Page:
Once we figured out how to rig the boat to contain the giant dog, tiny baby, three adults, and oddly-shaped gear, we were off. Sort of. Turns out that he John Day is awfully slow. Low flows and up-canyon winds combined to push us backward instead of forward. Uncle Kipper saved the day by rowing non-stop … for five days. Meanwhile, Rob and I took turns corralling Talon in the bow, scouring the red riverside cliffs for new birds, and generally enjoying the pace of life on water. (Thanks, Kipp.)
Talon’s highlights from his first river trip include:
watching a pair of peregrine falcons
playing with zippers in the tent
banging on a bucket
staring at riffles
His parents’ highlights from the John Day include:
mom sleeping in a separate tent to enjoy uninterrupted sleep
dad teaching Talon to give high-fives
not riding on a ping-pong table
The rafting trip was such a success that we decided to try our luck at a second week. We traded in the raft for the car and headed to the Oregon coast for an impromptu extended vacation — and my worst fear was realized. The car seat always causes Talon to scream bloody murder. Fortunately, he forgot the torture of the road as soon as we arrived at new shores, full of new rocks to taste and new waves worthy of his gaze.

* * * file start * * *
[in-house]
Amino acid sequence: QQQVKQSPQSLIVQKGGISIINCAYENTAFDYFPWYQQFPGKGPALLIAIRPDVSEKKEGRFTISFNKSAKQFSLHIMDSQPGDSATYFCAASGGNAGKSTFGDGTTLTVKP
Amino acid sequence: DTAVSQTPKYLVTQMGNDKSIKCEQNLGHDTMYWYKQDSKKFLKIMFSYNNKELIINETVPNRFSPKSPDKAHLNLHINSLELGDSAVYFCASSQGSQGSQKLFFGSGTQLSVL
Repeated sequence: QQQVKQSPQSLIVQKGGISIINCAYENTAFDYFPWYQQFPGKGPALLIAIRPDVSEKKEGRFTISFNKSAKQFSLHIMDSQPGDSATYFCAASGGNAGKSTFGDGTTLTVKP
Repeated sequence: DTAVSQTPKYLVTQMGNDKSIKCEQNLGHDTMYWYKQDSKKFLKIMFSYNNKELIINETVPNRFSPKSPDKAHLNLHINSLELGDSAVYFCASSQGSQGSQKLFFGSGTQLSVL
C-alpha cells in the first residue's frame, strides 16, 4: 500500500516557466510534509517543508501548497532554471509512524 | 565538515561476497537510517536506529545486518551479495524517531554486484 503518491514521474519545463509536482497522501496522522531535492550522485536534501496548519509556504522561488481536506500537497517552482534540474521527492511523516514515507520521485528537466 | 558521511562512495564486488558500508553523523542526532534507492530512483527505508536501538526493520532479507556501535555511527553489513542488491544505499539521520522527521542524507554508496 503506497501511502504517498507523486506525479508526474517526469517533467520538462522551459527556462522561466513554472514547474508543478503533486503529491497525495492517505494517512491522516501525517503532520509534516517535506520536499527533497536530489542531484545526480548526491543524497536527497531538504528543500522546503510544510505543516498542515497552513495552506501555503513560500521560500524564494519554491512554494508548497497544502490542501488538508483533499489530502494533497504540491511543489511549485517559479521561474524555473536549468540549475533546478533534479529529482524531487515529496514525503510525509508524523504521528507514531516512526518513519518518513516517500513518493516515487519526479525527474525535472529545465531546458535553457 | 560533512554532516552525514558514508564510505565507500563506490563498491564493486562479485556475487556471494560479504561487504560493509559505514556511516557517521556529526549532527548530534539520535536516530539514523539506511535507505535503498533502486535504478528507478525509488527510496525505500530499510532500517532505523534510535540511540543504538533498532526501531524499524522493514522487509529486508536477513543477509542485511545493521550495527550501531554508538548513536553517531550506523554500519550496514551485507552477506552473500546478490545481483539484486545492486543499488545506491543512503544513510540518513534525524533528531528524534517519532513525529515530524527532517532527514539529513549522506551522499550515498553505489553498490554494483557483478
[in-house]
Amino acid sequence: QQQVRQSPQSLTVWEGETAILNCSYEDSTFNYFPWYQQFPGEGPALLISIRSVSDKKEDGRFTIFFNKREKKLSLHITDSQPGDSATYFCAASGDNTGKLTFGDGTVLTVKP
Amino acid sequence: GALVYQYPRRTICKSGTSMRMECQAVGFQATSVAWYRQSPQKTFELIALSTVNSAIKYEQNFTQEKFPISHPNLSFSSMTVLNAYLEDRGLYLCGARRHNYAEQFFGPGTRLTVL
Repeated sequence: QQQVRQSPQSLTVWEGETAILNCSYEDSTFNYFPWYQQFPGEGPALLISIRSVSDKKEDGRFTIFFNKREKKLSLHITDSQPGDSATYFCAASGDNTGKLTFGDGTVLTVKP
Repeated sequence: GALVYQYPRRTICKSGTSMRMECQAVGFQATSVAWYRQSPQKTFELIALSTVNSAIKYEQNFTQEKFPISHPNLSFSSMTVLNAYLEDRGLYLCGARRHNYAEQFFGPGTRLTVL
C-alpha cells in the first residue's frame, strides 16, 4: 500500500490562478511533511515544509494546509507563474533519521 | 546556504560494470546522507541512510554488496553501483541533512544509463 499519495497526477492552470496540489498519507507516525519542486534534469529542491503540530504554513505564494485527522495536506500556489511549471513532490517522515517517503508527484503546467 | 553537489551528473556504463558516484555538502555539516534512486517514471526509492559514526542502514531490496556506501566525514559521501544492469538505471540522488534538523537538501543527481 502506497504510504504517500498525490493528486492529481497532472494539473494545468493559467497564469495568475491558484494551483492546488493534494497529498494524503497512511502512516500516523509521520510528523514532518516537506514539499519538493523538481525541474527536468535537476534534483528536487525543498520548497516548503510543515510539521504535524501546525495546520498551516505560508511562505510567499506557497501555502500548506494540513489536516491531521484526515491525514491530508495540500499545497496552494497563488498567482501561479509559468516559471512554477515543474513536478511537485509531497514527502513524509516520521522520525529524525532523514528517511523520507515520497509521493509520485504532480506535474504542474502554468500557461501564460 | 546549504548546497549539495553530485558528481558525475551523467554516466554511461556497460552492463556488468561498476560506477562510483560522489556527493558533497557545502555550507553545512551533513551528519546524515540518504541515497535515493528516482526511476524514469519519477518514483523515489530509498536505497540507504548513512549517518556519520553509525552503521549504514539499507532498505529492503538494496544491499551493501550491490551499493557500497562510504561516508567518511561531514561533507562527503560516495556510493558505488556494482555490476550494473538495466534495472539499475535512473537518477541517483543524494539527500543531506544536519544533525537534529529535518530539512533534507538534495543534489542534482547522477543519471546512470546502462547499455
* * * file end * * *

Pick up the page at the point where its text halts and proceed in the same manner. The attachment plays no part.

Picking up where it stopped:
This article by Rob about our motorcycle/fishing trip in Thailand last spring appeared in The Drake magazine. Click here to see the story.
When I was a kid, I made my own fireworks out of cardboard, gunpowder, and a hefty amount of duct tape. So when Bobby Kauktol told me that we’d be tossing cherry bombs at large mahseer on the River Yuam, I was feeling right at home.
Fishing hadn’t been a top priority on this trip to northern Thailand, as I carted my pregnant wife around 800 miles of serpentine roads on a rented Honda Phantom. But one evening I spotted a small ad in the corner of our route map with the words “fly fishing” and a photo of a thirty-inch fish with large scales and a gummy mouth. I asked my wife to saddle up.
I bet you never thought birding was hard-core. I didn’t really, either. But then we added a baby to the mix, and Montana decided to sprinkle in some of its famous fickle weather to make our bird-watching missions more interesting.